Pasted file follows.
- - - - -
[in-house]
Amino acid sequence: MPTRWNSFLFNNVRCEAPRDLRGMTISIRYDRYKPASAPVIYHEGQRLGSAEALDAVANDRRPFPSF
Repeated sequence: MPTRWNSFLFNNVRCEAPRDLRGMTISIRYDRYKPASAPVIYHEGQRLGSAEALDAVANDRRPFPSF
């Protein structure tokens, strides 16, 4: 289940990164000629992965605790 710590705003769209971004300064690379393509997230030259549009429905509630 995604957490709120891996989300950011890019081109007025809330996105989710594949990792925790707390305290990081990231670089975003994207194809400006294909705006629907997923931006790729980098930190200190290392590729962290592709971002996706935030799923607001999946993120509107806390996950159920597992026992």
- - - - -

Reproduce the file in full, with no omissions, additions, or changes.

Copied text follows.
[in-house]
Amino acid sequence: MPTRWNSFLFNNVRCEAPRDLRGMTISIRYDRYKPASAPVIYHEGQRLGSAEALDAVANDRRPFPSF
Repeated sequence: MPTRWNSFLFNNVRCEAPRDLRGMTISIRYDRYKPASAPVIYHEGQRLGSAEALDAVANDRRPFPSF
């Protein structure tokens, strides 16, 4: 289940990164000629992965605790 710590705003769209971004300064690379393509997230030259549009429905509630 995604957490709120891996989300950011890019081109007025809330996105989710594949990792925790707390305290990081990231670089975003994207194809400006294909705006629907997923931006790729980098930190200190290392590729962290592709971002996706935030799923607001999946993120509107806390996950159920597992026992």